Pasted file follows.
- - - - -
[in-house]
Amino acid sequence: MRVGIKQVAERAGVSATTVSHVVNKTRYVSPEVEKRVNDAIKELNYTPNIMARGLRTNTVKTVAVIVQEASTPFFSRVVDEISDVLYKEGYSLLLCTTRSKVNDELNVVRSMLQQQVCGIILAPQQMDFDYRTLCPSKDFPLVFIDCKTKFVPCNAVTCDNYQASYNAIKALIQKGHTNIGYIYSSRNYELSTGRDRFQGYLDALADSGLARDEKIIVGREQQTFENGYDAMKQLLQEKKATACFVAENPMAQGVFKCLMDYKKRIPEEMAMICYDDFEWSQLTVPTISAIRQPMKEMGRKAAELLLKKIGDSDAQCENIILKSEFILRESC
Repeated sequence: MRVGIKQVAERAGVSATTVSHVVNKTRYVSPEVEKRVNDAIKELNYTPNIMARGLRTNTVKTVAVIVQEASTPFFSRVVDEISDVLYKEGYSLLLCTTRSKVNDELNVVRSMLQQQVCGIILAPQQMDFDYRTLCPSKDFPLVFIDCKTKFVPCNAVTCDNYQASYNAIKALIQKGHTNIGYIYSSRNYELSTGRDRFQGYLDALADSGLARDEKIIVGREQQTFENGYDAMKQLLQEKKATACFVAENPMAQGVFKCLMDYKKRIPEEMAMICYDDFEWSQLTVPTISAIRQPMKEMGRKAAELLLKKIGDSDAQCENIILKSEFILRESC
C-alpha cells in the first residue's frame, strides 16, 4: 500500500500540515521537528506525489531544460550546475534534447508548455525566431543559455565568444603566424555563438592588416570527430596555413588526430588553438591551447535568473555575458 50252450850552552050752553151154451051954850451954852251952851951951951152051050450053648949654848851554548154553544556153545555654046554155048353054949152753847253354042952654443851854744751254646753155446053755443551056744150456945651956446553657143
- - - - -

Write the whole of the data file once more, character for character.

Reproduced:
[in-house]
Amino acid sequence: MRVGIKQVAERAGVSATTVSHVVNKTRYVSPEVEKRVNDAIKELNYTPNIMARGLRTNTVKTVAVIVQEASTPFFSRVVDEISDVLYKEGYSLLLCTTRSKVNDELNVVRSMLQQQVCGIILAPQQMDFDYRTLCPSKDFPLVFIDCKTKFVPCNAVTCDNYQASYNAIKALIQKGHTNIGYIYSSRNYELSTGRDRFQGYLDALADSGLARDEKIIVGREQQTFENGYDAMKQLLQEKKATACFVAENPMAQGVFKCLMDYKKRIPEEMAMICYDDFEWSQLTVPTISAIRQPMKEMGRKAAELLLKKIGDSDAQCENIILKSEFILRESC
Repeated sequence: MRVGIKQVAERAGVSATTVSHVVNKTRYVSPEVEKRVNDAIKELNYTPNIMARGLRTNTVKTVAVIVQEASTPFFSRVVDEISDVLYKEGYSLLLCTTRSKVNDELNVVRSMLQQQVCGIILAPQQMDFDYRTLCPSKDFPLVFIDCKTKFVPCNAVTCDNYQASYNAIKALIQKGHTNIGYIYSSRNYELSTGRDRFQGYLDALADSGLARDEKIIVGREQQTFENGYDAMKQLLQEKKATACFVAENPMAQGVFKCLMDYKKRIPEEMAMICYDDFEWSQLTVPTISAIRQPMKEMGRKAAELLLKKIGDSDAQCENIILKSEFILRESC
C-alpha cells in the first residue's frame, strides 16, 4: 500500500500540515521537528506525489531544460550546475534534447508548455525566431543559455565568444603566424555563438592588416570527430596555413588526430588553438591551447535568473555575458 50252450850552552050752553151154451051954850451954852251952851951951951152051050450053648949654848851554548154553544556153545555654046554155048353054949152753847253354042952654443851854744751254646753155446053755443551056744150456945651956446553657143